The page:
The 13-bank consortium that owns 23% in Kingfisher Airlines is yet to take a call on pumping more money into the cash-starved carrier - India's second largest in terms of market share - promoted by UB Group chairman Vijay Mallya.
But the banks may agree on a fresh package only if Mallya agrees to invest his own money in the airline, said a state-owned bank chief.
The consortium, led by the State Bank of India, has financed more than Rs 7,000 crore.
Mallya, however, tweeted on Saturday: "Kingfisher never asked for a bailout."
A senior executive at ICICI Bank, a consortium member, said that it was averse to providing additional support to the airline, since Mallya had invested in various sporting activities even at a time when things were not going right for the airline.
"Although the airline has not sought any debt restructuring or a bailout package, it has asked the consortium to provide more working capital. The lenders would be required to find a solution to this," a chairman of a state-owned bank told HT.
An auditor with one of the public sector banks said such requests should not be encouraged and no concession should be given to Kingfisher, as it could send a wrong signal to borrowers at a time when most banks are witnessing a surge in the level of bad assets.
Last week, global rating agency Moody's downgraded the outlook for the country's banking industry from "stable" to "negative" saying that the quality of asset could deteriorate in the next 18 months due to rising interest rates.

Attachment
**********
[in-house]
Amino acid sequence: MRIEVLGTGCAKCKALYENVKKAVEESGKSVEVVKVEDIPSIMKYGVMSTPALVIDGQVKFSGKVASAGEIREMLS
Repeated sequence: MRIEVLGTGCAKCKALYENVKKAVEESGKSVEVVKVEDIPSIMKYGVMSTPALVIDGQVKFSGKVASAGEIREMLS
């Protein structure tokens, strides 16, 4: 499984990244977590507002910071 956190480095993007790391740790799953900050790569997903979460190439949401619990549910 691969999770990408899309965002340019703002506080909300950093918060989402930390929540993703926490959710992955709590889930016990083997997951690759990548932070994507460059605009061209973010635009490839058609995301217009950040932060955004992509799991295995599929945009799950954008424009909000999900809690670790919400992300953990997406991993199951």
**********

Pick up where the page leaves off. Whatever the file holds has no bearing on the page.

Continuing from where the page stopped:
In October, Moody's had also downgraded its rating for SBI.
The ratings firm blamed the pull-down to a shortage of capital in SBI to cushion bad loans or contingencies and "weakening asset quality" - implying loans that do not yield interest.
The consortium that held around 5% stake in the airline till December last year, now holds 23.37%, thanks to last year's debt restructuring package under which about Rs 7,651 crore was converted into equity at Rs 64.48 a share.
Meanwhile, bank unions have threatened to go on an indefinite strike if any concession is given to the airline.
"We must deal strongly with such situations so that it is not repeated, if such big corporate borrowers can get lease of life then why don't extend the same benefits to retail lenders who have limited means," CH Venkatachalam, general secretary, All India Bank Employees Association, said.